Texas Standard for May 16, 2022: How do you take a picture of a black hole? Very carefully.

For the first time, we can see characteristics of the black hole 27,000 light-years away from Earth at the heart of the Milky Way, and an astrophysics researcher with Texas Tech University contributed to the discovery. And: Early voting starts today for the May 24 primary runoff election – what you need to know about what’s on the ballot, and voting by mail. Also: Language in Texas’ recent abortion legislation has some doctors and pharmacists concerned about providing care for miscarriages.

Those stories and more today on the Texas Standard:

By Texas StandardMay 16, 2022 9:33 am,

Here are the stories for Texas Standard for Monday, May 16, 2022.

Ready to vote again? Another election’s getting underway today.

Early voting in Texas’ May 24 primary runoff election starts today, and voters will determine which Democrats and Republicans make it to the ballot in November. For the details, we’re joined by María Méndez, service and engagement reporter for the Texas Tribune.

Ripple effects of abortion restrictions confuse care for miscarriages

New Texas laws restricting abortion access are beginning to impact miscarriage treatment. And concerns are growing among the healthcare community that Texas physicians and patients could be hesitant to continue with certain miscarriage care for fear of lawsuits. Charlotte Huff, who is covering the story for Kaiser Health News, joins us today.

Bush’s attacks on Paxton’s ethics not working in attorney general race

One of the most-watched runoff races is the Republican contest for attorney general. Incumbent Ken Paxton is being challenged by current Land Commissioner George P. Bush. Houston Public Media’s Andrew Schneider says that despite hefty legal baggage, Paxton seems to have the edge among likely Republican voters.

What led to the call for energy conservation this weekend

Unseasonably warm temperatures weren’t the only thing making Texans sweat this weekend. Warnings from the state power grid operator ERCOT had many on edge about whether the lights would stay on as the mercury soared. ERCOT issued a notice Friday asking people to conserve electricity as demand was expected to come close to supply. Matt Smith, lead oil analyst for the Americas at Keplr, talks about what happened.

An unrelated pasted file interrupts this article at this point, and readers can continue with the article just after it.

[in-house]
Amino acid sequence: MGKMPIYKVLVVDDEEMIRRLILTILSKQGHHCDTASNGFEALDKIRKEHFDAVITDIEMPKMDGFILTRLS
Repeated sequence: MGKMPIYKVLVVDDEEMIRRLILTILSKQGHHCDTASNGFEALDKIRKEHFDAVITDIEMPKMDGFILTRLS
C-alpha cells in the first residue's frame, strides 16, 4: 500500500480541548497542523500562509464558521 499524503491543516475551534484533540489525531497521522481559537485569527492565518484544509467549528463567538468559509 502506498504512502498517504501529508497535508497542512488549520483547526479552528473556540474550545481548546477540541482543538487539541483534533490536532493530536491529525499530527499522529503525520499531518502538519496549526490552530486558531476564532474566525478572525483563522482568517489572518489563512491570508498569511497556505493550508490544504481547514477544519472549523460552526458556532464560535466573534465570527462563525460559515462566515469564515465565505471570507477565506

How do you take a picture of a black hole? Very carefully.

Black holes are invisible by nature – but for the first time, we can see characteristics of the black hole 27,000 light-years away from Earth at the heart of the Milky Way. An astrophysics researcher with Texas Tech University contributed to this discovery: NASA Einstein Fellow Alex Tetarenko joins with the science today.

New exhibit showcases the ancient, sophisticated culture of the Mississippians

One thousand years ago, the Mississippian culture was one of the dominant civilizations of North America and covered much of the central and southeastern portion of the U.S. They were mound builders, by and large; in Texas, you can see evidence of what they left behind at Caddo Mounds State Historic Site in Alto. At another site in eastern Oklahoma, archaeologists found a cache of mysterious artifacts in the 1930s. Some are now on display at the Dallas Museum of Art in an exhibition called “Spirit Lodge: Mississippian Art from Spiro.” Michelle Rich, assistant curator of arts of the Americas, joins the show with more.

This Texas region has the highest rate of inflation in the U.S.

Inflation is a problem across the country. But financial research firm Moody’s Analytics says one Texas region has the worst inflation rate in America: Midland/Odessa, where inflation has hovered around 10% over the past six months. Bloomberg economic reporter Katia Dmitrieva joins us to discuss what’s behind the rise in prices there.

All this, plus the Texas Newsroom’s state roundup and Wells Dunbar with the Talk of Texas.

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